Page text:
possible on the machines that we can a¬ord to buy. The purpose of this chapter
is to discuss the principles of “discreet rounding,” i.e., to consider the tasteful
application of mathematical techniques by which can be made to
produce satisfactory shapes even when the resolution is rather coarse.
The technical material in this chapter is entirely marked with danger
signs, since careful rounding tends to make programs more complex;
a novice user will not wish to worry about such details. On the other hand,
an expert er will take pains to round things properly even when
preparing high-resolution fonts, since the subtle re¬nements we are about to
discuss will often lead to signi¬cantly better letterforms.
We should realize before we begin that it would be a mistake to set our
hopes too high. Mechanically generated letters that are untouched by human
hands and unseen by human eyes can never be expected to compete with al-
phabets that are carefully crafted to look best on a particular device. There™s
no substitute for actually looking at the letters and changing their pixels until
the result looks right. Therefore our goal should not be to make hand-tuning
obsolete; it should rather be to make hand-tuning tolerable. Let us try to create
meta-designs so that we would never want to change more than a few pixels
per character, say half a dozen, regardless of the resolution. At low resolutions,
six pixels will of course be a signi¬cant percentage of the whole, and at higher
resolutions six well-considered pixel changes can still lead to worthwhile improve-
ments. The point is that if our design comes close enough, a person with a good
bitmap-editing program will be able to optimize an entire font in less than an
hour. This is an attainable goal, if rounding is done judiciously.
tries to adjust curves automatically, so that they are well adapted
to the raster, if the internal quantities autorounding and/or smoothing have
sets autorounding := 2 and smoothing := 1, so you
positive values. (Plain
generally get these features unless you turn them o¬ yourself.) But all the examples in
this chapter will be generated with autorounding := smoothing := 0 unless otherwise
mentioned, because this will keep ™s automatic mechanisms from interfering
with our experiments. We shall discuss the pros and cons of automatic rounding after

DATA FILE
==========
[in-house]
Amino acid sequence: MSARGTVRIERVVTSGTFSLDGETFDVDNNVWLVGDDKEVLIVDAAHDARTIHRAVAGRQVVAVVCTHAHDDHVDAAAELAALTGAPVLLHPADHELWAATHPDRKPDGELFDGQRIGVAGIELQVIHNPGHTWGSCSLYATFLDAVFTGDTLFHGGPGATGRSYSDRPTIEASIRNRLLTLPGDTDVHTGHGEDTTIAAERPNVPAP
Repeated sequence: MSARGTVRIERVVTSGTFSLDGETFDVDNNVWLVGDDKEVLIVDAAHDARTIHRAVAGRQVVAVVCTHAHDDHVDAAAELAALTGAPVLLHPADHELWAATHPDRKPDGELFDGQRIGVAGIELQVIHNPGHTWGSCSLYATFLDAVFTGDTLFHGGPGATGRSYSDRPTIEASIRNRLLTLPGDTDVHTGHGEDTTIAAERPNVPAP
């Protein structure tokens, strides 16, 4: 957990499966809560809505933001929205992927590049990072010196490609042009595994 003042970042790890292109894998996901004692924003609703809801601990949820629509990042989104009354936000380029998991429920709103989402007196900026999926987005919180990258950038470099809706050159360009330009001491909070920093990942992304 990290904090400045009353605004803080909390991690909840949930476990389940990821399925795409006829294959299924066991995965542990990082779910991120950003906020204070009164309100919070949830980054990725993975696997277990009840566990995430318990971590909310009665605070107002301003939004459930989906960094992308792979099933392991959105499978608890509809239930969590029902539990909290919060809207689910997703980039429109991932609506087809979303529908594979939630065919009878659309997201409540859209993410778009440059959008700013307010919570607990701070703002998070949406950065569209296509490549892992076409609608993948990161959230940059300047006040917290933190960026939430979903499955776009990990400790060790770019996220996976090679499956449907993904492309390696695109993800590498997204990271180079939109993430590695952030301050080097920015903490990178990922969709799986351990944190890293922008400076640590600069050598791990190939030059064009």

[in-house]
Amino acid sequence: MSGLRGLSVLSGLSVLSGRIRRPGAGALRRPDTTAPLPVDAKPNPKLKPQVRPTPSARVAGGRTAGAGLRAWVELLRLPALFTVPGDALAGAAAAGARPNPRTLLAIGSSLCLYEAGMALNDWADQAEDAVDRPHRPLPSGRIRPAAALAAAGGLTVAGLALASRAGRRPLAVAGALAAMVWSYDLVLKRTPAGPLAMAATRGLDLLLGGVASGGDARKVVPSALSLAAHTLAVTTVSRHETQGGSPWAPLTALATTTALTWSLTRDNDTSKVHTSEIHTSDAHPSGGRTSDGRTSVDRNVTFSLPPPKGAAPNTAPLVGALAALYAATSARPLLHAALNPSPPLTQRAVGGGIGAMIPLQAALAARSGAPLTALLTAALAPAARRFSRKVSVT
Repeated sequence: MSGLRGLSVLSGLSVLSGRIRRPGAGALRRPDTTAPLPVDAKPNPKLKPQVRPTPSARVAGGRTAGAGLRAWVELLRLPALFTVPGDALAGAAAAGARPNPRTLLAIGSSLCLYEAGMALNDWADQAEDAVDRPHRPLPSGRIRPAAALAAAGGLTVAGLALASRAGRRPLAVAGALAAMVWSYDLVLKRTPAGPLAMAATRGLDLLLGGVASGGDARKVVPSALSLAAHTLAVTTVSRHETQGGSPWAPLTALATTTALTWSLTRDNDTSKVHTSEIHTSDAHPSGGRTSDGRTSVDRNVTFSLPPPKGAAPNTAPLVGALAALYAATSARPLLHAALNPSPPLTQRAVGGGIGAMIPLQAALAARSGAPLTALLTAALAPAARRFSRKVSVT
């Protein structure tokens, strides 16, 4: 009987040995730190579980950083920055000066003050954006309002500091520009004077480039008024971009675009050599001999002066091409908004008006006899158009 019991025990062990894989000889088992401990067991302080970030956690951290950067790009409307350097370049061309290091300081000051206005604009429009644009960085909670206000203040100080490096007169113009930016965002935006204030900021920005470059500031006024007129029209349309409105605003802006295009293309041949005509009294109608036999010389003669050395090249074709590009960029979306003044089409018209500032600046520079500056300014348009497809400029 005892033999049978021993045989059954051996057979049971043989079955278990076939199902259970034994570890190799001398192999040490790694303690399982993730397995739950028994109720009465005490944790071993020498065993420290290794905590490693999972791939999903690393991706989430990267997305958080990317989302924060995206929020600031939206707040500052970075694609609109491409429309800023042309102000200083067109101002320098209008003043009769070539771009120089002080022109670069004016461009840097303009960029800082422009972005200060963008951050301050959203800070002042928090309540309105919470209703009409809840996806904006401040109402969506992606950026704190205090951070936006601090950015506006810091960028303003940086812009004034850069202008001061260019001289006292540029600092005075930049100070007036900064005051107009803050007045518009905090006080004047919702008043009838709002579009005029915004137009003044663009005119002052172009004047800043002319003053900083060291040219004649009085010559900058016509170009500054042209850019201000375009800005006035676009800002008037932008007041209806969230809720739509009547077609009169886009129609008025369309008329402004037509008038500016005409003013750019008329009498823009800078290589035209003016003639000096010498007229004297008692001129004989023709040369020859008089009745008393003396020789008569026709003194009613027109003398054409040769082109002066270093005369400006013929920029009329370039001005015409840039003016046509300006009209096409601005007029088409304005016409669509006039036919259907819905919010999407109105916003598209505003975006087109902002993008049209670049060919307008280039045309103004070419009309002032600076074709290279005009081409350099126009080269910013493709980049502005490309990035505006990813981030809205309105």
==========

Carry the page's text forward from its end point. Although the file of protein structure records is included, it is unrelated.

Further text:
we have explored the general problem in more detail.
The ¬rst thing we need to understand about rounding is ™s pro-
cedure for digitizing a path. A path of length n can be regarded as a trajec-
tory z(t) that is traced out as t varies from 0 to n. In these terms, the corresponding
digitized path is most easily described by the formula ˜round z(t)™ for 0 ¤ t ¤ n; each
196 Chapter 24: Discreteness and Discretion

z(t) is rounded to the nearest point with integer coordinates. For example, if a path lowres
goes through point (3.1, 5.7), its digitization will go through point (3, 6). The digitized
trajectory makes discrete jumps at certain values of t, when round z(t) hops from one
point to another; the two points will be one pixel apart, and we can imagine that the
digitized path traverses the horizontal or vertical edge between them when it jumps.
When an ordinary region is being ¬lled, this rule for digitizing paths boils
down to a simple criterion that™s easy to visualize: A pixel belongs to the
digitized region if and only if its center point lies inside the original undigitized path.
For example, two versions of Chapter 5™s Ionian ˜ ™ are shown here at a resolution of
200 pixels per inch, using the characteristics of lowres mode in Appendix B:

(Figure 24a&b will be inserted here; too bad you can™t see it now.)

The heavy broken lines are digitized paths, and the pixels inside these ragged bound-
aries are those whose centers lie in the shaded regions.
The ˜ ™ on the left has digitized well; but the one on the right has problems,
because it was based on curves that were generated without taking the raster
into account. The di¬erence between these two letters is entirely due to line 8 of the
program in Chapter 5, which says
curve sidebar = round 1/18em ;
this equation determines the position of the leftmost and rightmost edges of the ˜ ™
before digitization, and it leads to the nice digitized form in the left-hand example.